White Sox Talk Podcast: Memories of Old Comiskey Park

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AP

White Sox Talk Podcast: Memories of Old Comiskey Park

For many White Sox fans, Comiskey Park was their introduction to White Sox baseball when they were young. Chuck Garfien, Ryan McGuffey, and Chris Kamka share their memories of the old ballpark. Among them: Chuck talks about seeing Al Cowens charge Ed Farmer on the mound in 1980 creating a bench clearing brawl, Ryan tells the story about catching a Mike Greenwell foul ball, Chuck talks about being there for the 1983 All-Star Game, they discuss the final game ever played there and read favorite memories sent in by White Sox fans.

You can listen to the whole thing right here, or in the embedded player below.

8:26 - Chuck talks about seeing Al Cowens charge Ed Farmer on the mound in 1980 creating a bench clearing brawl.

10:11 - Ryan tells the story about catching a Mike Greenwell foul ball.

12:49 - Chuck talks about being there for the 1983 All-Star Game

15:11 - The guys talk about the final game ever played there.

16:44 - The guys read favorite memories sent in by White Sox fans.

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'White Sox to the Letter'

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AP

'White Sox to the Letter'

Inspired by Ogden Nash’s 1949 poem “A Lineup for Yesterday”

 

A is for A.J.

Once punched in the face

If strike three ain’t caught

He’ll steal first base

 

B is for Baines

Who’s known to speak gently

When asked if he’ll homer

He said, “Evidently!”

 

C for Comiskey

The old baseball yard

When it was torn down

I took it quite hard

 

D is for Donkey

I mean Adam Dunn

He’d strike out or walk

Or hit a home run

 

E is for Eloy

He isn’t here yet

Though an All-Star career

Is still a good bet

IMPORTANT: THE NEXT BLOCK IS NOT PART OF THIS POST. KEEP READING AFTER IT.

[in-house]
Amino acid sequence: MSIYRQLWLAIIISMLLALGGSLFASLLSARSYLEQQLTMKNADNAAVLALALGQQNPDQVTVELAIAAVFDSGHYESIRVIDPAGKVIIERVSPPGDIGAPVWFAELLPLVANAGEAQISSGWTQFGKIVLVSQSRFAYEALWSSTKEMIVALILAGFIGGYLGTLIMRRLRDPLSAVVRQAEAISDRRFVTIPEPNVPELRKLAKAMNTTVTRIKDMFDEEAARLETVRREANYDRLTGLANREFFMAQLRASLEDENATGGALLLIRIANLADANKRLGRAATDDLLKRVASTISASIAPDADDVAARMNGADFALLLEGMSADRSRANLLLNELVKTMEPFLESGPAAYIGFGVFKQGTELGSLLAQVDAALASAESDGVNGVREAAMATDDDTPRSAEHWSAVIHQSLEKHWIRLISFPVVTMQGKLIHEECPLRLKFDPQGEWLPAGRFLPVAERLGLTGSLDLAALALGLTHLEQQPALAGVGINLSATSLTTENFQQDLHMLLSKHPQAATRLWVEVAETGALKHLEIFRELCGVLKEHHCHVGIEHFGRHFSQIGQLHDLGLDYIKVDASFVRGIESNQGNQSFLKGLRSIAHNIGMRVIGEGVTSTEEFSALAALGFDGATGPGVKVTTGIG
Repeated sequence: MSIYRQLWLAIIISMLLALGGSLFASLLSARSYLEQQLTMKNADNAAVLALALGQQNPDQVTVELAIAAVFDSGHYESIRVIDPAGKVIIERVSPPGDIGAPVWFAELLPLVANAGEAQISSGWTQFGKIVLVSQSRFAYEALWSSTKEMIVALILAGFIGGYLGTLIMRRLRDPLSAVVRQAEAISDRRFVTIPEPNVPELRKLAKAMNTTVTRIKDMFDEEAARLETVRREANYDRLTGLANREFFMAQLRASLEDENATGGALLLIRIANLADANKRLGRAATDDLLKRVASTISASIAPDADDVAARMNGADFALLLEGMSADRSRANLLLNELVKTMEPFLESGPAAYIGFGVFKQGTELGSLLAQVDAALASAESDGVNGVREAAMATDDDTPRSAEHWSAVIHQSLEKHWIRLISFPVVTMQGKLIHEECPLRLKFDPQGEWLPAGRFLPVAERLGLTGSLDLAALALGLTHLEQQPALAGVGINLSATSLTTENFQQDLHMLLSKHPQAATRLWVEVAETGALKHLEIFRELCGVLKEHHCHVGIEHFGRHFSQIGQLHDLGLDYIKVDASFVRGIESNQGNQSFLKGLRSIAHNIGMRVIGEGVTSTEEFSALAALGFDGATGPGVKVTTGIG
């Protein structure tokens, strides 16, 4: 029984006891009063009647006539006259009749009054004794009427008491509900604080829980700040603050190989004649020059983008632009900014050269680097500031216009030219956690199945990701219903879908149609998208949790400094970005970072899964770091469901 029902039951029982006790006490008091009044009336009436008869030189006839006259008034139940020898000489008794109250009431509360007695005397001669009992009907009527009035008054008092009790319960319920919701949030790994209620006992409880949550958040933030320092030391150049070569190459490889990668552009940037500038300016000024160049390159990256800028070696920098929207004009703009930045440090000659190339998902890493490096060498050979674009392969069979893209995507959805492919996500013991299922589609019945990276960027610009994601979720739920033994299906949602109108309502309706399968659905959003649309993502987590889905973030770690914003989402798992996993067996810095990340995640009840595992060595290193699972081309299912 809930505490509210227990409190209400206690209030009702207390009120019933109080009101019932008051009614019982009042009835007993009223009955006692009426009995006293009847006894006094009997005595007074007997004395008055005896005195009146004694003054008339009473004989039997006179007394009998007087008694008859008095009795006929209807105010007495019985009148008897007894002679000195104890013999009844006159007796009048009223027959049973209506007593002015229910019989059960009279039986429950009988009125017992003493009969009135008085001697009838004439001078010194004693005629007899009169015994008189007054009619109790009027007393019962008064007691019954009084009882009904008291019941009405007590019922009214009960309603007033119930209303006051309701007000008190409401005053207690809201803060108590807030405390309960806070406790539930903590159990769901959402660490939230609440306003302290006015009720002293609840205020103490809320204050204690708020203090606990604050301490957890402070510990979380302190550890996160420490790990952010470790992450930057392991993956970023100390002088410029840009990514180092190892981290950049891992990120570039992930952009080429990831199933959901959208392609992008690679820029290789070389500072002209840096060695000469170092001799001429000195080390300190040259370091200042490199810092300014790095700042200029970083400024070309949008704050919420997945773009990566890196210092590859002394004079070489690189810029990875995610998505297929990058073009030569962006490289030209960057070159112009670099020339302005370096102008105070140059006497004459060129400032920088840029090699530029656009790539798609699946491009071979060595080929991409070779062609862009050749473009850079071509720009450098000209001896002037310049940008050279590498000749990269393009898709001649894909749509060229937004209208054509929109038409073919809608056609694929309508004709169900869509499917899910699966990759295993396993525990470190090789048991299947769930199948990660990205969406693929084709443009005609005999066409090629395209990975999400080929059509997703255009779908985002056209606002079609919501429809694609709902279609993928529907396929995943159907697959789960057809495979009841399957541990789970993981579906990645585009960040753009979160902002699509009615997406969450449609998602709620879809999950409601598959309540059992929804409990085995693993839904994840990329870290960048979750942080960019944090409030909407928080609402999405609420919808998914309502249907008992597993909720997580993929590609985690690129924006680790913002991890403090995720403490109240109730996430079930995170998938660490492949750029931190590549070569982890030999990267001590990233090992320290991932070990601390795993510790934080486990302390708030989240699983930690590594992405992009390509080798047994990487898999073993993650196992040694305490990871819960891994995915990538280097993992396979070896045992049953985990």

F is for Fisk

The incomparable Pudge

From his perch behind home

Not an inch he would budge

 

G is for Gold

G is for Glove

Aparicio is

Who I’m thinking of

 

H is for Hawk

Unforgettable voice

Stretch! Dadgummit!

And don’t stop now boys!

 

I for Iguchi

Second base man

Won World Series

Returned to Japan

 

J is for Jackson

The legend still grows

A home run or touchdown

Only Bo knows

 

K is for Kopech

Speed, he has plenty

He’ll pile up strikeouts

In two thousand twenty

 

L is for Luke

Old Aches and Pains

Hit .388

That record remains

 

M is for Mark

As in Mister Buehrle

When he takes the mound

The game will end early

 

N is for no-no

Wilson Alvarez, Humber

Two by Mark Buehrle

Too many to number

 

O for Orestes

Miñoso’s real name

Not in the Hall

And that’s a real shame

 

P is for Paulie

He gave it his all

At the championship rally

Gave Jerry the ball

 

Q for Quintana

Kept coming up short

Only because

Of no run support

 

R is for Richie

But please call him Dick

A dangerous man

When he’s swinging the stick

 

S is for shoes

Which were not worn by Joe

In 1919

Please say it ain’t so

 

T is for Thomas

Amazing career

He went to the Hall

And brewed Big Hurt Beer

 

U for Uribe

He played everywhere

When the ball left his bat

Hands waved in the air

 

V is for Veeck

He knew how to sell

Fireworks, promotions

And Eddie Gaedel

 

W is for William

Or Bill; He was Beltin’

So hot was the corner

Third baseman was Melton

 

X is for Fox

At least the last letter

Among second basemen

Nobody was better

 

Y is for Yolmer

He has sneaky power

The master of giving

A Gatorade shower

 

Z is for Zisk

And others I missed

Unable to fit

In my White Sox list